CORNISH-L ArchivesArchiver > CORNISH > 2011-11 > 1321060400
From: Andrew Rodger <>
Subject: Re: [CORNISH] Multiple Baptisms and Emigration
Date: Sat, 12 Nov 2011 12:13:20 +1100
For those not sure of the rules for baptism in these days of
declining Church membership:
People may be baptized at any age, provided they have not been
baptized previously -- except in what are called "Anabaptist" sects,
who regard any baptism other than their own as invalid and therefore
baptize everyone who enters the sect regardless of original status.
(I understand the Baptist Church used to do this, but a member has
assured me that this is no longer the case.) The Roman Catholics,
who believe in Purgatory (a sort of midpoint between mortal life and
eternal life), and that an unbaptized person is bound to endure
eternal suffering in Purgatory, will allow any baptized member of the
Church to baptize in an emergency, but in other churches only
ordained clergy are so empowered, because they do not hold this
(completely unscriptural) doctrine and, if the infant dies, they
believe God's mercy will be available. (They also do not believe in
"original sin", i.e. that everyone is born inherently sinful, and had
better be baptized before death, or else . . . !)
If the person is an infant, unable to understand the questions and
make the responses required in the service, the parents do it on the
candidate's behalf; otherwise the candidates do it themselves. In
the case of infant baptism, the candidate can formally (not
"formerly"!) enter into full membership of the Church by making
certain promises, in a service usually called "Confirmation", once
full understanding and competence to do so are reached, and usually
after a period of instruction.
An interesting variation in the baptism service in the Uniting Church
in Australia, to which I belong, is that whereas most Churches first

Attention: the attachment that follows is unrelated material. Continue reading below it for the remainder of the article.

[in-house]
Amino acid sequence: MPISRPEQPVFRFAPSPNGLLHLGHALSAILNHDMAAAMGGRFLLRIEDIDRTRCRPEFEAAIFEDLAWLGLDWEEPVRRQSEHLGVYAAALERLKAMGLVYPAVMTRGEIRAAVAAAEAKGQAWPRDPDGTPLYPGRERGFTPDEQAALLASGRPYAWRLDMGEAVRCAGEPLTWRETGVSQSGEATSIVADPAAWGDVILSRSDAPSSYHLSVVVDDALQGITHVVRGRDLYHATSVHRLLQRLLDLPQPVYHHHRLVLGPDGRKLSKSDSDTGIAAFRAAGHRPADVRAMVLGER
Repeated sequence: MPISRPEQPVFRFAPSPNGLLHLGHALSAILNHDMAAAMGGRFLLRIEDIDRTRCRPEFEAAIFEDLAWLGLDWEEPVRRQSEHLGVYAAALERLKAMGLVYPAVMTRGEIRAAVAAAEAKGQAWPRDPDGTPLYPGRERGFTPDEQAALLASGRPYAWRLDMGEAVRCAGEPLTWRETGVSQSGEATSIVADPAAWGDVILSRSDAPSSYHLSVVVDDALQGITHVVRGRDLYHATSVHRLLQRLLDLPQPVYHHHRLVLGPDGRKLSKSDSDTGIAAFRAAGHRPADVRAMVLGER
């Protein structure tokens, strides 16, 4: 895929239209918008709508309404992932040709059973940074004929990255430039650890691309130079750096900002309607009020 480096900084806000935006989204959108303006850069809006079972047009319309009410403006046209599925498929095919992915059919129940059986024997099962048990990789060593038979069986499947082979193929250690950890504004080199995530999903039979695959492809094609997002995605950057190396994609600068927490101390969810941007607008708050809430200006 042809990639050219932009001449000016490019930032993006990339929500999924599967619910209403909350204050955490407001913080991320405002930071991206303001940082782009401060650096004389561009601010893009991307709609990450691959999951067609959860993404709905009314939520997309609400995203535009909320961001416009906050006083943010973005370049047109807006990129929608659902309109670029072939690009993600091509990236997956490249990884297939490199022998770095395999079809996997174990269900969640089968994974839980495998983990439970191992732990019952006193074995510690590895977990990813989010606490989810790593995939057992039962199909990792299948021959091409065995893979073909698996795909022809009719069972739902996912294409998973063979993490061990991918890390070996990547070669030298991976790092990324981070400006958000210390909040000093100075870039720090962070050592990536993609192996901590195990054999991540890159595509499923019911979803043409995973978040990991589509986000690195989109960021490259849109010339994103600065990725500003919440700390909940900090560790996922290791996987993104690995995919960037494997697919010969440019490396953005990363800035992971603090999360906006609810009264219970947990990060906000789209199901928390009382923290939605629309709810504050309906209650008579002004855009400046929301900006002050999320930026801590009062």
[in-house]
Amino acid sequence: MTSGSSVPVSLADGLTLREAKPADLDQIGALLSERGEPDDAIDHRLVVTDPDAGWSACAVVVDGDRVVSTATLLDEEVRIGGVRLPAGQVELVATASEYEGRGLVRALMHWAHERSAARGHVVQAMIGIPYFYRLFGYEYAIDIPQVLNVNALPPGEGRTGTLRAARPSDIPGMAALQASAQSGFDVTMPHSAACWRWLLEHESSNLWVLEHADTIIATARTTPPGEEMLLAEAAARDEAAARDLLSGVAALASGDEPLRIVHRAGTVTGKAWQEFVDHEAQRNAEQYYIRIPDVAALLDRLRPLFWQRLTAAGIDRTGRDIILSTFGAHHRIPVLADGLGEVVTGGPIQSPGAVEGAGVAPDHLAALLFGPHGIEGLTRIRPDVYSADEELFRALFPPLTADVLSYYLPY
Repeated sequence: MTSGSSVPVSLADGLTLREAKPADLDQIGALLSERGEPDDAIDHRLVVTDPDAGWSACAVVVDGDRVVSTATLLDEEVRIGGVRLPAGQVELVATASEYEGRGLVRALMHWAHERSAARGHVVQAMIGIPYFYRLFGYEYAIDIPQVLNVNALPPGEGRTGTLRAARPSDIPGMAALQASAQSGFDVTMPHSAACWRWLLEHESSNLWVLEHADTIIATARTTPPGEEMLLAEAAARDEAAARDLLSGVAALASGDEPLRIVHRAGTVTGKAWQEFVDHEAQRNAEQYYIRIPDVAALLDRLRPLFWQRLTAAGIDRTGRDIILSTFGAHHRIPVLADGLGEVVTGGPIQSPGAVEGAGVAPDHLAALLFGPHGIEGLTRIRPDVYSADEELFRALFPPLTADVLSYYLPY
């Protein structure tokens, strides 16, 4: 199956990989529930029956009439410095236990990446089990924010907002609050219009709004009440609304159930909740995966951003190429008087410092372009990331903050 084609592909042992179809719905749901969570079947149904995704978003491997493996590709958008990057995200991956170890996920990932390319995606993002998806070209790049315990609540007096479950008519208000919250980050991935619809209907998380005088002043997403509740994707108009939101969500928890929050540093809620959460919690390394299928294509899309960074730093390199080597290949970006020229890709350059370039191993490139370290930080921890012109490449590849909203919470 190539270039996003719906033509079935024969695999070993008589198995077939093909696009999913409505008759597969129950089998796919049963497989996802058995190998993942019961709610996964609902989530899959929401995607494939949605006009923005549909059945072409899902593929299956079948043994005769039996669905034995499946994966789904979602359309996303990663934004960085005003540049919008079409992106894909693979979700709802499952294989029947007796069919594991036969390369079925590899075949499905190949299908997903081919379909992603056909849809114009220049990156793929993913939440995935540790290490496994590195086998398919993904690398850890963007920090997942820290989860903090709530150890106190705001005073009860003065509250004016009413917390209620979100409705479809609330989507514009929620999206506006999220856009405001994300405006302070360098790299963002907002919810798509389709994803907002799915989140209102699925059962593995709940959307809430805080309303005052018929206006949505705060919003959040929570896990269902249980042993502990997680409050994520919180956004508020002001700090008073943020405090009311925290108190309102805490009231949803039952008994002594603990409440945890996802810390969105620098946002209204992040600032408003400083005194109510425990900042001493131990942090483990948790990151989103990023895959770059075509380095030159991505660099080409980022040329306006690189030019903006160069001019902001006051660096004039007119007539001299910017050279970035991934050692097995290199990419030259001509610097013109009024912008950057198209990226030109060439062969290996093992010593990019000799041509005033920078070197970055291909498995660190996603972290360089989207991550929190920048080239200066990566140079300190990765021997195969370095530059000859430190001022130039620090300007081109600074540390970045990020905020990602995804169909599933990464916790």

ask the parents to attest to their faith, and then make the promises,
after which the child is baptized, we ask the parents what they wish
for the child, they ask for baptism and attest to their faith, then
the child is baptized, and in response the parents make the promises
(to live a Christian life and bring up the child in the nurture and
admonition of the faith). I understand that this comes from the
French Protestant Church; the revised sequence is intended to
emphasize the primacy of the grace of God in the whole process, i.e.
the child's fate is not primarily dependent (not "descendant") on the
parents or indeed the Church, but on God's mercy.
On 11 Nov 2011, at 9:53 PM, John CARBIS wrote:
> Good morning Chris
> Have you considered that it may well be a 'matter of convenience'
> and may also be very descendent upon what the parents may have been
> doing in the intervening years.
> What were their occupations, miners, fishermen?
> I have found that in some instances children even as young persons
> almost ready for marriage have only been baptised or more formerly
> 'taken into the church' a year or so before the marriage.
> Regards, John
> John C CARBIS
|Re: [CORNISH] Multiple Baptisms and Emigration by Andrew Rodger <>|